Can statistical physics contribute to the science of economics?

Michael H R Stanley, Luís A N Amaral, Sergey V. Buldyrev, Shlomo Havlin, Heiko Leschhorn, Phillipp Maass, Michael A. Salinger, H. Eugene Stanley

Research output: Contribution to journalArticlepeer-review

34 Scopus citations


In recent years, a breakthrough in statistical physics has occurred. Simply put, statistical physicists have determined that physical systems which consist of a large number of interacting particles obey universal laws that are independent of the microscopic details. This progress was mainly due to the development of scaling theory. Since economic systems also consist of a large number of interacting units, it is plausible that scaling theory can be applied to economics. To test this possibility we study the dynamics of firm size. This may help to build a more complete characterization of the nature and processes behind firm growth. To date, the study of firm dynamics has primarily focused on whether small firms on average have higher growth rates than large firms. To a lesser extent, attention has been placed on the relationship between firm size and variation in growth rate. Our research goes beyond these questions by looking at the relationship between numerous firm characteristics and the entire distribution of growth rates. Thus, it may provide a better understanding of the mechanisms behind firm dynamics. In contrast to previous studies, this research analyzes data over many time scales, instead of just a single time interval. From a scientific standpoint, this work could be useful because it will affect the formulation of firm modeling - one of the basic building blocks of all economic analysis. In addition, this work will have practical applications. For example, there are Federal policies that are designed to encourage small businesses. While such policies might be justified on grounds other than their contribution to growth, any systematic difference in the growth rates of small and large firms might be relevant for evaluating such policies. Also, there has traditionally been a concern that an excessive amount of economic activity might become concentrated in a small number of firms. A more detailed understanding of the firm growth process will provide evidence for whether such concerns have any scientific foundation.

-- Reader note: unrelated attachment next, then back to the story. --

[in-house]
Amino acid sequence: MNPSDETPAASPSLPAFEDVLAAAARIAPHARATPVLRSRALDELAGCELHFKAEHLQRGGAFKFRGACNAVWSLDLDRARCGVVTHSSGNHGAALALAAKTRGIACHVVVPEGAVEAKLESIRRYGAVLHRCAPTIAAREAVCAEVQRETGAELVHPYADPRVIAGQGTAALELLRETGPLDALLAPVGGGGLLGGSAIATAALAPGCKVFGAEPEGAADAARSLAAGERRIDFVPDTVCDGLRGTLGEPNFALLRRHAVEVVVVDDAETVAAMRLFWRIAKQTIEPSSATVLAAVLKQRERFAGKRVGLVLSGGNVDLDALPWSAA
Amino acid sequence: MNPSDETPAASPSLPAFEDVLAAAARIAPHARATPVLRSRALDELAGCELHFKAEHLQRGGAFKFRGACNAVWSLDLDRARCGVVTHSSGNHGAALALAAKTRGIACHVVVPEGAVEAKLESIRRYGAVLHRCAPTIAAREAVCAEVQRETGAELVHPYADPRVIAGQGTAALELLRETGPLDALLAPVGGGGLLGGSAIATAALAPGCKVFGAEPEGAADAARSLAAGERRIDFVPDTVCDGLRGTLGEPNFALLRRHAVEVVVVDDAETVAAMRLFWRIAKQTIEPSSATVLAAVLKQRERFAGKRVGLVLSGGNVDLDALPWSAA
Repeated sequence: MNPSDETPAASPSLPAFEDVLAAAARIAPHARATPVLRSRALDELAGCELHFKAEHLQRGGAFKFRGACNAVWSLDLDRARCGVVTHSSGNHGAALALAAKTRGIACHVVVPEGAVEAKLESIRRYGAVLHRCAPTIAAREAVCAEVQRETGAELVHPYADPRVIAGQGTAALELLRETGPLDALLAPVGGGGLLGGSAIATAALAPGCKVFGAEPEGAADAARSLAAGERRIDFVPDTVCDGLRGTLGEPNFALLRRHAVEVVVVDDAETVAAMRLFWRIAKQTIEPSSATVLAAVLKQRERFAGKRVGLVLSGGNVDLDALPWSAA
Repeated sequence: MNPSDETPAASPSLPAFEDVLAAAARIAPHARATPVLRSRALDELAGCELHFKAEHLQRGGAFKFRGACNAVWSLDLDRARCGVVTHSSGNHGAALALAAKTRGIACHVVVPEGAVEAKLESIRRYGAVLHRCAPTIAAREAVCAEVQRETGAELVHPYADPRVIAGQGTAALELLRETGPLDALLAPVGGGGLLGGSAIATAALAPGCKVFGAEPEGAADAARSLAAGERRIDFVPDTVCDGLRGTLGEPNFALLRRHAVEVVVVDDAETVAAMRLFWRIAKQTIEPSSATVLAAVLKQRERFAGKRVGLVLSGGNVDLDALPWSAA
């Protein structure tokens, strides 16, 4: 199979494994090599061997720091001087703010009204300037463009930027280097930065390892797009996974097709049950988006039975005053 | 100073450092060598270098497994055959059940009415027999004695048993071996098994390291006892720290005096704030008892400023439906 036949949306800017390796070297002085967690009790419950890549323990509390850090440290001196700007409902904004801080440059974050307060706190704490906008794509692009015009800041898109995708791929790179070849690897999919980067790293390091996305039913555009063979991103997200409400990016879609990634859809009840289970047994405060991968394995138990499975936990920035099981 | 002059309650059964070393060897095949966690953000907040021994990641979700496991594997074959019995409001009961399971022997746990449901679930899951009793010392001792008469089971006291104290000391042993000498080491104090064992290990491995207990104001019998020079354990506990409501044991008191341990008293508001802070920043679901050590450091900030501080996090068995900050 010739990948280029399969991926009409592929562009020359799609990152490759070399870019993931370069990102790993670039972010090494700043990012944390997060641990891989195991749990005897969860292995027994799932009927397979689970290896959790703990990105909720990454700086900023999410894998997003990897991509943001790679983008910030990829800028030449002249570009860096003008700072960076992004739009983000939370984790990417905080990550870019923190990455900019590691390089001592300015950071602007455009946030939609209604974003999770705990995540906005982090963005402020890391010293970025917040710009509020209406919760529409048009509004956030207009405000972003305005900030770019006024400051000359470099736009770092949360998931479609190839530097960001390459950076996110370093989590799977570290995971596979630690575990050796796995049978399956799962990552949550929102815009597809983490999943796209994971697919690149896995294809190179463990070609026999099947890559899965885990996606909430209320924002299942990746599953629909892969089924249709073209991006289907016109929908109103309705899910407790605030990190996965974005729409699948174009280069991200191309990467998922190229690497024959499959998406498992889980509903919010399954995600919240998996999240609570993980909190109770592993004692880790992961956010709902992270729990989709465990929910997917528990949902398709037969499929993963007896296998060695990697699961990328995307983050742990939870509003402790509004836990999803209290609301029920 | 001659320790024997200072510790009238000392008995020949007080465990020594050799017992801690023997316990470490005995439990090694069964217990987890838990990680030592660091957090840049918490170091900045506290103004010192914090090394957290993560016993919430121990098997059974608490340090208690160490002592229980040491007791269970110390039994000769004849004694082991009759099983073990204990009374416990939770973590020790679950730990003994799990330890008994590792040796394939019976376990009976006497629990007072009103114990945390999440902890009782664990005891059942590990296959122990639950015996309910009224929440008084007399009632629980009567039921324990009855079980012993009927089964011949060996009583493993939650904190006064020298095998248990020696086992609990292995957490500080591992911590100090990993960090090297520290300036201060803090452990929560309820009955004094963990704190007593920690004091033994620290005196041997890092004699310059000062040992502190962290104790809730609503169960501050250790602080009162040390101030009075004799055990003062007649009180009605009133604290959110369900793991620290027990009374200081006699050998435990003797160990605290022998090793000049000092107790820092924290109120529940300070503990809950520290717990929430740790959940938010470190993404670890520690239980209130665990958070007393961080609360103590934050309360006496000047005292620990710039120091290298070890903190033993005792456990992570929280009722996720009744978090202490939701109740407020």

Original languageEnglish (US)
Pages (from-to)415-425
Number of pages11
Issue number3
StatePublished - Sep 1996

ASJC Scopus subject areas

  • Modeling and Simulation
  • Geometry and Topology
  • Applied Mathematics


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